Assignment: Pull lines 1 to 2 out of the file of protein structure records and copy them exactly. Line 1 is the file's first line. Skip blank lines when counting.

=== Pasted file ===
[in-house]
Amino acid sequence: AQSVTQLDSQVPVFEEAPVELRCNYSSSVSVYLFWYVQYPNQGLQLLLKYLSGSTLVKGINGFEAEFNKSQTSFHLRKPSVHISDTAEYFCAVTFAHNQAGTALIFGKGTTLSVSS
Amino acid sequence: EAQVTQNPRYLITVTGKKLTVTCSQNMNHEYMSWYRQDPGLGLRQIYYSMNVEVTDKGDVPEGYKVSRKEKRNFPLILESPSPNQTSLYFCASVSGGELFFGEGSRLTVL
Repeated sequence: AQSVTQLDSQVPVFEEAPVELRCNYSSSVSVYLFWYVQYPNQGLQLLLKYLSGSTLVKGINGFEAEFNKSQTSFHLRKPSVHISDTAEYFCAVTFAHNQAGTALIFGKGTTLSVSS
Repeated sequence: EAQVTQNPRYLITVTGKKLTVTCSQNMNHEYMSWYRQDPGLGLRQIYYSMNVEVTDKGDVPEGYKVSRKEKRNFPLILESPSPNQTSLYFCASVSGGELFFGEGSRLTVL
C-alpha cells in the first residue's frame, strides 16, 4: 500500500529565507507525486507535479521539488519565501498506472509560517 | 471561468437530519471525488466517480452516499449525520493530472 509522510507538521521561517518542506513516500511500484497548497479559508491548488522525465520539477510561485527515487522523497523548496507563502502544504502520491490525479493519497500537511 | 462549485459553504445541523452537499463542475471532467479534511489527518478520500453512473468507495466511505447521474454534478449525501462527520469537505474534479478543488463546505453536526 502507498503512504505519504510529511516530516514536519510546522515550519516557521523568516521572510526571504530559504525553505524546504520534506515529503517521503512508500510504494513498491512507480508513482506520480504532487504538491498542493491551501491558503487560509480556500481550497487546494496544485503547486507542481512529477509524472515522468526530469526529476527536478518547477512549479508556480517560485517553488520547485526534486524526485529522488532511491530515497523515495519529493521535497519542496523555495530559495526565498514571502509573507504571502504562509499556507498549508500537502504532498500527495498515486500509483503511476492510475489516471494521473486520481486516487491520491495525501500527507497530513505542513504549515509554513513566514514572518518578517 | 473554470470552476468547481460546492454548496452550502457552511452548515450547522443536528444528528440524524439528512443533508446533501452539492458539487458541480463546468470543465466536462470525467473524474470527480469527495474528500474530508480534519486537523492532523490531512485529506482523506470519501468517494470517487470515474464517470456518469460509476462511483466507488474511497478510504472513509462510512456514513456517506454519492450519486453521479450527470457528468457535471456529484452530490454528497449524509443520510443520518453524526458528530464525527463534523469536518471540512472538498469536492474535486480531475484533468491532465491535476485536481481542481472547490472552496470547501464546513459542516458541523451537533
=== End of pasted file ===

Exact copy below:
[in-house]
Amino acid sequence: AQSVTQLDSQVPVFEEAPVELRCNYSSSVSVYLFWYVQYPNQGLQLLLKYLSGSTLVKGINGFEAEFNKSQTSFHLRKPSVHISDTAEYFCAVTFAHNQAGTALIFGKGTTLSVSS